school grades

Longitudinal data on the effects of learning an instrument

SOEP study

The German Socio-Economic Panel study (SOEP) is believed by its authors to be the best
available longitudinal data set for studying the effects of learning a musical instrument.

Its most recent report by Adrian Hille and Jürgen Schupp, concludes that even after controlling for a large number of social background characteristics, there are strong differences in terms of cognitive and non-cognitive skills between adolescents who learned a musical instrument during childhood and those who did not. Learning a musical instrument is associated with better cognitive skills and school grades as well as higher conscientiousness, openness, and ambition. Music improves cognitive and non-cognitive skills more than twice as much as sports, theatre or dance. These effects do not differ by socio-economic status.

SOURCE:

http://www.diw.de/documents/publikationen/73/diw_01.c.429221.de/diw_sp0591.pdf

DETAILS:

BENEFIT: Cognitive development
TARGET GROUP: Young people
AGE: 8-17 years
MUSIC TYPE: Learning an instrument
TYPE OF STUDY: Academic research – household panel study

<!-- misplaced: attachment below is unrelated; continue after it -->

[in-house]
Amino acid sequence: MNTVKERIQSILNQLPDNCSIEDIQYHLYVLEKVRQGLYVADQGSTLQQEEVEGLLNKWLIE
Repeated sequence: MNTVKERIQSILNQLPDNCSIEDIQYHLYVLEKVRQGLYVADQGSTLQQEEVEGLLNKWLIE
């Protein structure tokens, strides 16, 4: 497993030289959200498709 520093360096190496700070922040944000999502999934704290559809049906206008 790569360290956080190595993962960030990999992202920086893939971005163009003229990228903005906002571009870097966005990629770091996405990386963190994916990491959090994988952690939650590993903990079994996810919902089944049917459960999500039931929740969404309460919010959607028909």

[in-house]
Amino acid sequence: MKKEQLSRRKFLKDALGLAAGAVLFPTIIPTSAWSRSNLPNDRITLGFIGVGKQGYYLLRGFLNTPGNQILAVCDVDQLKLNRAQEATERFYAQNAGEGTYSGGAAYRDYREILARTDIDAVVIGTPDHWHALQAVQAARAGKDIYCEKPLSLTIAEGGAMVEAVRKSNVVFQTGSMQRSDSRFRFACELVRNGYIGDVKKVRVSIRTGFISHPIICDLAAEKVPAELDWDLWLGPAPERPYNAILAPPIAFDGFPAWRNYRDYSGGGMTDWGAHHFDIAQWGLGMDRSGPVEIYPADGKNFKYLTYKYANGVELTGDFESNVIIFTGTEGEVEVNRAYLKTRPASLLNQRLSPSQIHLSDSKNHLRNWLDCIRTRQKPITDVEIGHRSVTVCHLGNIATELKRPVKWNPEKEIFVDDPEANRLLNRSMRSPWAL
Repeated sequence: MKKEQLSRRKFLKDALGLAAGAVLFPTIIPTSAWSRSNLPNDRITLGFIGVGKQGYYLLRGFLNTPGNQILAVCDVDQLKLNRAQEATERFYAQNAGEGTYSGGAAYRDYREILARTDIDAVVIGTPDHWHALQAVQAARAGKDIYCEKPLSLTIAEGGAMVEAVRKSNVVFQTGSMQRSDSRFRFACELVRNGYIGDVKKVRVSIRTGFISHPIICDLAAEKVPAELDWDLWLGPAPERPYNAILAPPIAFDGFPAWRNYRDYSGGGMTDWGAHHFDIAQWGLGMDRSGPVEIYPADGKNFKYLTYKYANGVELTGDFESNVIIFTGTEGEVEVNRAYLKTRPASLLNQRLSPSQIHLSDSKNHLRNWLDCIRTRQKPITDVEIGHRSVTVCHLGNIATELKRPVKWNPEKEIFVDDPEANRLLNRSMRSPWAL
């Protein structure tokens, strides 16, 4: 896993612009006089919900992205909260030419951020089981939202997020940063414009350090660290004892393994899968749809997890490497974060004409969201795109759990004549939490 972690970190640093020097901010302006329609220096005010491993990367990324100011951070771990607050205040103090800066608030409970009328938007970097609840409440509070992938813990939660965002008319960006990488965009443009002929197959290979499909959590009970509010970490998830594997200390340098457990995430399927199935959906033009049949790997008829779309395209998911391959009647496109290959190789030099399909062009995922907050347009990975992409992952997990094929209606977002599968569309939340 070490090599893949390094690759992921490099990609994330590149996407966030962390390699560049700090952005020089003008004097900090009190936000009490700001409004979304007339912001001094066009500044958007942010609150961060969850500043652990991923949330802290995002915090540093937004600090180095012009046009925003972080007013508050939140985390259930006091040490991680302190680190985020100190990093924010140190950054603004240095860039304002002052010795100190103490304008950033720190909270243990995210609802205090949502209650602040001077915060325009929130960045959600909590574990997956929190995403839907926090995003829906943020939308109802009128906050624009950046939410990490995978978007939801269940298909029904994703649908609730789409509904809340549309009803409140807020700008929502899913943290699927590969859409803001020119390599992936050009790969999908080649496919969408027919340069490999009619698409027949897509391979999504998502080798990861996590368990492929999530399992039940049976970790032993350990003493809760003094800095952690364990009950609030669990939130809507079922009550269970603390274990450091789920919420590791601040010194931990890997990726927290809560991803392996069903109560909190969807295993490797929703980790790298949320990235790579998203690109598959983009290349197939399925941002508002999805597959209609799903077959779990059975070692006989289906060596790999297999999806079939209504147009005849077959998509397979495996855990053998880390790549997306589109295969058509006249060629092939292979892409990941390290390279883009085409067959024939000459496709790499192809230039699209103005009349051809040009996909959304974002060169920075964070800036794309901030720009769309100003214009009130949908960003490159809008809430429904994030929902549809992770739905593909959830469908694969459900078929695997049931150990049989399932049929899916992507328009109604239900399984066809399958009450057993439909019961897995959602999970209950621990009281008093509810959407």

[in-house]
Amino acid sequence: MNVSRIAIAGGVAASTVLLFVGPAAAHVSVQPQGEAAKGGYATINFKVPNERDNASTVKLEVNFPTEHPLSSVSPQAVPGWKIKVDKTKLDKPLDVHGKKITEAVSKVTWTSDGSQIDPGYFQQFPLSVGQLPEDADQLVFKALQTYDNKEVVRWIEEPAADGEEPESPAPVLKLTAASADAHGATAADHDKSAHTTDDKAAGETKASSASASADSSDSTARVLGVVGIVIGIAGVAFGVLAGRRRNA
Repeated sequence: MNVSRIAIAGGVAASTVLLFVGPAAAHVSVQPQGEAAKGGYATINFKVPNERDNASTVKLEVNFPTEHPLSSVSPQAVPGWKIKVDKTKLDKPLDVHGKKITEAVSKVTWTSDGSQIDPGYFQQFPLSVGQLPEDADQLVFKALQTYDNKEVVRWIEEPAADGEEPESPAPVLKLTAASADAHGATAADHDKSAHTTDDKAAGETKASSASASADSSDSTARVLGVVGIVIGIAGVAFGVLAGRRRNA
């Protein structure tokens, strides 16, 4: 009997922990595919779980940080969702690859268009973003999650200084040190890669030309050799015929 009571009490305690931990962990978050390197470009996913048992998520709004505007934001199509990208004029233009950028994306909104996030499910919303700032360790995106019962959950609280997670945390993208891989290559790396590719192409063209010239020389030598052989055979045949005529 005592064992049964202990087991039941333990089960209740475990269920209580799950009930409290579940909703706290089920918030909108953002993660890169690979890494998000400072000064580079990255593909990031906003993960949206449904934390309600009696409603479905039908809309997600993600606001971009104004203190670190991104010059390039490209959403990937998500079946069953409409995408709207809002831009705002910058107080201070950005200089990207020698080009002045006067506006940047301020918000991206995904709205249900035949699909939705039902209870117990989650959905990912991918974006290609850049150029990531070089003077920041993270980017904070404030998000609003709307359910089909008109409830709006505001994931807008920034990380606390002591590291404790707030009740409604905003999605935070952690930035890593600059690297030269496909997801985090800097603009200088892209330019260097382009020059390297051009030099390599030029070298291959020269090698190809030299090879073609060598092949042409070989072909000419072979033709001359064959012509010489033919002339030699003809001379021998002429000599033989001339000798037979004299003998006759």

NOs INVOLVED: 3,369
PERIOD OF STUDY: Not relevant
DATE: 2013
PLACE: Germany

High performing students do even better if they are enrolled in ongoing music classes

SUMMARY:

Research from Quebec in Canada found that high-performing students did even better when they were enrolled in ongoing music classes. The study by Harvard University found that among a group of high-performing high school students, grades were consistently higher for those who continued with music classes compared to those who dropped them after two years of compulsory training.

SOURCE:

Pacific Standard: http://ow.ly/yPmTH

DETAILS:

BENEFIT: Academic achievement
TARGET GROUP: Young people
AGE: 11-16 years
MUSIC TYPE: Regular music classes
TYPE OF STUDY: Academic research
NOs INVOLVED: 180
PERIOD OF STUDY: 5 years
DATE: 2013
PLACE: Canada